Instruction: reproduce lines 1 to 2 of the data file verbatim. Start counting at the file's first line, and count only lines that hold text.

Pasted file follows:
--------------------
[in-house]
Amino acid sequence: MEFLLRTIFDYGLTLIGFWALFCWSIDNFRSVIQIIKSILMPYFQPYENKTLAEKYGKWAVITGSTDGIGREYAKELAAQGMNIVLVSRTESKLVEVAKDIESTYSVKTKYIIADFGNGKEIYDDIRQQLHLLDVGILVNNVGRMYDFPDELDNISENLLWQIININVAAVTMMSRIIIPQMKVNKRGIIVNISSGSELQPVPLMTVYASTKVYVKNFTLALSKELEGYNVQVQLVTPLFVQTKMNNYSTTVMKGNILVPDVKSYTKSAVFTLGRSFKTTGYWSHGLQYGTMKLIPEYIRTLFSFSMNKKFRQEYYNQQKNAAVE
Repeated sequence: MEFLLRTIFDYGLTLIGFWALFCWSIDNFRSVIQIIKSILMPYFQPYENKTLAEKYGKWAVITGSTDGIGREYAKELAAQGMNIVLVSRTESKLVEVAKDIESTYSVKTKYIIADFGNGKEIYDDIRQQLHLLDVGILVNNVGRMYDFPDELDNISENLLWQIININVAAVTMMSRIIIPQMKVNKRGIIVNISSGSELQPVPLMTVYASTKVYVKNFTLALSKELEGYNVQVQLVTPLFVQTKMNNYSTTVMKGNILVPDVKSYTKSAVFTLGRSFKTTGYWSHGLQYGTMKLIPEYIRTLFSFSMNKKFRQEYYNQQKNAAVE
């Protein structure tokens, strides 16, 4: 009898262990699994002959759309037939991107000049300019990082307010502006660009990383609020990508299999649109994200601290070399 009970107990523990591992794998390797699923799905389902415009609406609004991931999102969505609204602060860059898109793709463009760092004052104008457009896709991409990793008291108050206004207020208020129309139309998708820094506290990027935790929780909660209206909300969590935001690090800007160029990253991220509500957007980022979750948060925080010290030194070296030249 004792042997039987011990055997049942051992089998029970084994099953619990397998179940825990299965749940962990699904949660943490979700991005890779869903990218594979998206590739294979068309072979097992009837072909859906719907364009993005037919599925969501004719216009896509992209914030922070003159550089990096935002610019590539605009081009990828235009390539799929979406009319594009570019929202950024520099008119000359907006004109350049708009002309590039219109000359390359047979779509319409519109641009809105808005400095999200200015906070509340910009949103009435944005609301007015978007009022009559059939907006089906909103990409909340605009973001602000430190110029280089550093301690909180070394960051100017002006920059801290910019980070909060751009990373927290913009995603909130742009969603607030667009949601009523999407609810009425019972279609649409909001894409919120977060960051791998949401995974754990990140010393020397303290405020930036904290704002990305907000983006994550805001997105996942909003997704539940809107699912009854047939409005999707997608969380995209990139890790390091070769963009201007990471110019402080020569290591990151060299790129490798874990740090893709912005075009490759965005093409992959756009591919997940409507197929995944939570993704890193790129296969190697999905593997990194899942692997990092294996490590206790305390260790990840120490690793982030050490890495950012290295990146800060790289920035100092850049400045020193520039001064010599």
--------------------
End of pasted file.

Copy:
[in-house]
Amino acid sequence: MEFLLRTIFDYGLTLIGFWALFCWSIDNFRSVIQIIKSILMPYFQPYENKTLAEKYGKWAVITGSTDGIGREYAKELAAQGMNIVLVSRTESKLVEVAKDIESTYSVKTKYIIADFGNGKEIYDDIRQQLHLLDVGILVNNVGRMYDFPDELDNISENLLWQIININVAAVTMMSRIIIPQMKVNKRGIIVNISSGSELQPVPLMTVYASTKVYVKNFTLALSKELEGYNVQVQLVTPLFVQTKMNNYSTTVMKGNILVPDVKSYTKSAVFTLGRSFKTTGYWSHGLQYGTMKLIPEYIRTLFSFSMNKKFRQEYYNQQKNAAVE